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Monday, January 22, 2007

Ohio's John Boehner: Dancing The Iraq Sidestep?

HAMILTON, Ohio (TDB) -- House Minority Leader John Boehner, a Republican from Butler County, told his constituents today that he believes President George Bush's strategy to add 21,500 troops in Iraq can succeed.

Here are the OH-08 lawmaker's exact words in response to a question from an anonymous resident of his SW Ohio district:

Q. Where do you stand on the President’s proposed ‘surge’ in Iraq?

A. I believe the President’s new strategy can succeed, but I believe Republicans and Democrats must work together to make sure that happens. The President’s strategy includes military, political, and social dimensions, and I hope his plan gets a fair and thorough hearing in Congress. Success in Iraq is essential to our immediate and long-term national security interests. I commend the President for recognizing recent strategies have not succeeded, and that a new strategy is necessary to stabilize the Iraqi democracy, to deny terrorists a safe haven, and to ensure stability in the region. "

That's pretty close to what Boehner said after Bush announced his plan on national TV. Those post-speech comments are HERE.

But later today, Boehner's office issued a lengthier STATEMENT calling for creating of a special Congressional panel to monitor the President's plan and ensure its success. Sure looks like he's scambling. Inquiring minds might want to ask Boehner: Why was there no need for a Select Committee three months ago when Republicans ran the House? Was the situation in Iraq a waltz then? Or is the GOP's House maestro striking up a new tune -- the bob, weave and sidestep?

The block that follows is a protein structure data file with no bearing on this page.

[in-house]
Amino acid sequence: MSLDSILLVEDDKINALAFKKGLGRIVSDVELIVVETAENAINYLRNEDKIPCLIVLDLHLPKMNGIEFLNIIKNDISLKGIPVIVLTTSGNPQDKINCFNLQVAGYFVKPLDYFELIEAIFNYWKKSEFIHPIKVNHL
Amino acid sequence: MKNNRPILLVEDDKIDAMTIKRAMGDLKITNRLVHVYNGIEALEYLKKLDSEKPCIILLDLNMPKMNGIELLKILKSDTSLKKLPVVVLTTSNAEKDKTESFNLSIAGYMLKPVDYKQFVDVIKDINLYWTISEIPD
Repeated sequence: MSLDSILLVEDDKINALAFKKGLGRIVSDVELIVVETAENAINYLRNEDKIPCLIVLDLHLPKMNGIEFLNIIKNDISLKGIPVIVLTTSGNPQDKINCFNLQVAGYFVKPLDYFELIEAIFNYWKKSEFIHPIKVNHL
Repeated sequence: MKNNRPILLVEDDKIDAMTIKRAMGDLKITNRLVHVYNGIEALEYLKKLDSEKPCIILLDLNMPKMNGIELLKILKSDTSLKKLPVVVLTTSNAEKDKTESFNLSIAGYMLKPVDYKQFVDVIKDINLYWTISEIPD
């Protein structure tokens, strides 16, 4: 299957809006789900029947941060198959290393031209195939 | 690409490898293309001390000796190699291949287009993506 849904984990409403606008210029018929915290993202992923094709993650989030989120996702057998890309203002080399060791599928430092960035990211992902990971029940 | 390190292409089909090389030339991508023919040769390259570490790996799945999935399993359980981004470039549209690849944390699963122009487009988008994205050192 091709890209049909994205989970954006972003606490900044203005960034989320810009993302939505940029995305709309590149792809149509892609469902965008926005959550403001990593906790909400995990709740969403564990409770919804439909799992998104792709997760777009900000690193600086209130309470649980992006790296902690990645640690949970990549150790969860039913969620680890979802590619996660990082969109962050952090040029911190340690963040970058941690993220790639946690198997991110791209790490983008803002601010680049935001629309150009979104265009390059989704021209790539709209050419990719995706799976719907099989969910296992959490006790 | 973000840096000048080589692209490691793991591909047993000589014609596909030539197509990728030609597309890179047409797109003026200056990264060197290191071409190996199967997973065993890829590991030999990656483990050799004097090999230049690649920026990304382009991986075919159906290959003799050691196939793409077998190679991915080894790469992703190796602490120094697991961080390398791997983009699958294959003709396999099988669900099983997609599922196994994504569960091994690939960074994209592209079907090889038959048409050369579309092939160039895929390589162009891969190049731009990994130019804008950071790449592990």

1. Bill -- did the President have a new strategy that involved troop increases three months ago? No. Sorry, but your criticism here is a little weak.

  2. Thanks for checking in, anon. My larger point is that the White House/Rumsfeld war strategy has not been working for some time now. Boehner and the House Republicans could have done something -- anything -- to try to move the President in a different direction. Instead, they seemed unable or unwilling to do anything. Now they want to do something? That's responsible. But why not earlier when they were in charge and had power. Mr. Boehner is a facile leader, and he's looking for the right position. He may have already found it.